Rep. Hank Johnson warns NFL about treatment of Colin Kaepernick

The DeKalb congressman said Kaepernick is a ‘victim’ in TMZ Sports interview

Channel 2's Lauren Davis reports.

Days after Colin Kaepernick's workout in metro Atlanta, an Atlanta-based rapper and a DeKalb County congressman have advocated for the former quarterback's return to the NFL.

Rep. Hank Johnson, D-Lithonia, spoke with the staff of TMZ Sports on Tuesday about his frustration with the NFL and its treatment of Kaepernick, and the politician suggests Congress may get involved if Kaepernick is not selected by a team soon. The former San Francisco 49ers quarterback fractured his relationship with the league after his ubiquitous move to kneel on the field and publicly protest police brutality. He has not played for an NFL team in three years, but the workout last weekend with eight teams was orchestrated by the NFL to invite him back into the fold.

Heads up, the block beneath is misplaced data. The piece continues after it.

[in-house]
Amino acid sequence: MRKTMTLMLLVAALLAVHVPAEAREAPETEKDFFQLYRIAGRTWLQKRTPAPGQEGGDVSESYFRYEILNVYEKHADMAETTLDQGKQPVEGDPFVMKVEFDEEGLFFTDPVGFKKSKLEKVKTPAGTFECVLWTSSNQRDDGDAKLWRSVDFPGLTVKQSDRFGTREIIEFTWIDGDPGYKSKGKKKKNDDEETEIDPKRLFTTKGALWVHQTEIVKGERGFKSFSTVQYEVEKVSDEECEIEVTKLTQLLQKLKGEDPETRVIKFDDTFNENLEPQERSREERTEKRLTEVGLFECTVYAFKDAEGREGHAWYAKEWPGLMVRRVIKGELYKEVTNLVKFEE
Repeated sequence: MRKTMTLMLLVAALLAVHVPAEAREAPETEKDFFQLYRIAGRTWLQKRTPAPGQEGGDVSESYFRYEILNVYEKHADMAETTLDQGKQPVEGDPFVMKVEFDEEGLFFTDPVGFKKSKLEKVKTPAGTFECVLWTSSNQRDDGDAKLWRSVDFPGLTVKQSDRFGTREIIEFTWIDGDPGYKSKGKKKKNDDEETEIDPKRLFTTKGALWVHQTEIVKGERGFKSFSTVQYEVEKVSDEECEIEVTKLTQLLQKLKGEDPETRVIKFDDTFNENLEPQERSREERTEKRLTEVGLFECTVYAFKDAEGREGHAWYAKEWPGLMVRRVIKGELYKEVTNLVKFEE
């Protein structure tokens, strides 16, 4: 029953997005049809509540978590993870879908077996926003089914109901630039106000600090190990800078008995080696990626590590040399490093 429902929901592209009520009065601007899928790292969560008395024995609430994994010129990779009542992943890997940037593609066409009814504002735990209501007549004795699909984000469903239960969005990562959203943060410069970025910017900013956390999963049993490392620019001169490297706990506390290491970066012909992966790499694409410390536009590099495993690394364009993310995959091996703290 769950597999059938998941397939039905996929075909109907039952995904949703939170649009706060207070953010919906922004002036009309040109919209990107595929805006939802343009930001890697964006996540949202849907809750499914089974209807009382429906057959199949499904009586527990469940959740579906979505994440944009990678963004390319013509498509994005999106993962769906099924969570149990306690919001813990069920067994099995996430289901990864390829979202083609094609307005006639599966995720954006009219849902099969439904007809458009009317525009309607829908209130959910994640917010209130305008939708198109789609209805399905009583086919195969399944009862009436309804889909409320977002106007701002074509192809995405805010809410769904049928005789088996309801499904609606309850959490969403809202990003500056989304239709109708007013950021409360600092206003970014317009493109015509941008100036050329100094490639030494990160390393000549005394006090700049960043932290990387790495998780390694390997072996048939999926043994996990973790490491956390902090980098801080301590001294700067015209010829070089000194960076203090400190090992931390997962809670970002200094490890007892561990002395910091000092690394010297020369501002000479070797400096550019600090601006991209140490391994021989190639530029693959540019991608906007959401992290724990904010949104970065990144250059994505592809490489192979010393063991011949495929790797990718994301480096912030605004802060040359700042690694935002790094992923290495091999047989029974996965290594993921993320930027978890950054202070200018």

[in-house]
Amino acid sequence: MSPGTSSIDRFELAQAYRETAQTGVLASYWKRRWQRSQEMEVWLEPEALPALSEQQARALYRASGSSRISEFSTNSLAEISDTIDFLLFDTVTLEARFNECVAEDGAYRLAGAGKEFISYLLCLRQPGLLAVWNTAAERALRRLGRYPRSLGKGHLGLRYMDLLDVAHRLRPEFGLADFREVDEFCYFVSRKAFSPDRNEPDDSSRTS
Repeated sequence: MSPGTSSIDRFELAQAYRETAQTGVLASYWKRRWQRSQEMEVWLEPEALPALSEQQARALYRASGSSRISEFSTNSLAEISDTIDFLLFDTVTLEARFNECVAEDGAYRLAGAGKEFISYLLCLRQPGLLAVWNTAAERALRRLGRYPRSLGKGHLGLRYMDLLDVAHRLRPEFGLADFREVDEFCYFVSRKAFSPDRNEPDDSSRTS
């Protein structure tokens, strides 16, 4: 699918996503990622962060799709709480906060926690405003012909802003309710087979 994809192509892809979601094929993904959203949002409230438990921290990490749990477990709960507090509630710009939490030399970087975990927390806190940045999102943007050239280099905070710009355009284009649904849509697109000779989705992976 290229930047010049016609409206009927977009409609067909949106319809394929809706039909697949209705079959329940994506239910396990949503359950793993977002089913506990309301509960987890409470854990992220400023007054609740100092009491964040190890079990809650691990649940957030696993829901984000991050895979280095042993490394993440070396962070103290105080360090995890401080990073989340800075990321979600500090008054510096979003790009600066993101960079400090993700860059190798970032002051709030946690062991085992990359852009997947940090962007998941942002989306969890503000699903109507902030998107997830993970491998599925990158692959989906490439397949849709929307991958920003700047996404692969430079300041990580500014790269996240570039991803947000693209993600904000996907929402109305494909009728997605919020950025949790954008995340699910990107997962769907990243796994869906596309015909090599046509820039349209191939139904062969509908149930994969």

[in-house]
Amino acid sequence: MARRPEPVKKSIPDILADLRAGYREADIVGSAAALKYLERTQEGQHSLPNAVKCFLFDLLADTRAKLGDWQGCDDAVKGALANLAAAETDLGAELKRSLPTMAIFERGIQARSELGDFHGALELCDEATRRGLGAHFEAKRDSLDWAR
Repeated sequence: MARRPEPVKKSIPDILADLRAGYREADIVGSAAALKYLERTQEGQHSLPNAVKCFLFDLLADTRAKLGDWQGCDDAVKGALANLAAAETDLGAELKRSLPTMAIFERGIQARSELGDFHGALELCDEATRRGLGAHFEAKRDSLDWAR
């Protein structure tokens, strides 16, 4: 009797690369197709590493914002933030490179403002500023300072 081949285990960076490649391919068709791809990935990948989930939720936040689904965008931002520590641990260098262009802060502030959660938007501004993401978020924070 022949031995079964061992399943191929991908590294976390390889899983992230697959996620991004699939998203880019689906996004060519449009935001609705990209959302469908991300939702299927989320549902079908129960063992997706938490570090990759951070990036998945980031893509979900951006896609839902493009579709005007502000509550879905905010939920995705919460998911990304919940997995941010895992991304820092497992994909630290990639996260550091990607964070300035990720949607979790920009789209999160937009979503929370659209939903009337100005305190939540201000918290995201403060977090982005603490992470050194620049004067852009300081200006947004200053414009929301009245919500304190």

Johnson told TMZ Sports that Kaepernick is a “victim” in the debacle, and he warned that Congress may be able to take action against the league for banning the player over the last three years.

Rep. Hank Johnson, D-Lithonia, is going to bat for former NFL quarterback Colin Kaepernick.

Credit: Win McNamee

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Credit: Win McNamee

"Congress oversees the anti-trust exemption that we gave the NFL,” he told the entertainment site. “The NFL is doing quite well with that anti-trust exemption; maybe it's time for us to take a fresh look at it."

The antitrust exemption allows for certain companies and organizations, for example, Major League Baseball and the NFL, to have a monopoly on their market, allowing highly profitable television contracts. Some critics have suggested that the exemption has helped the league grow into an international business and sports juggernaut.

If revoked, the NFL would suffer a major financial hit, which Johnson suggests may be warranted.

"Maybe [the NFL feels] a little heat about their anti-trust exemption and the fact that the Judiciary Committee stands ready under the leadership of the chair of the anti-trust subcommittee David Cicilline to perhaps look at that anti-trust exemption,” Johnson said.

There has been no word on any further action beyond Johnson’s statements.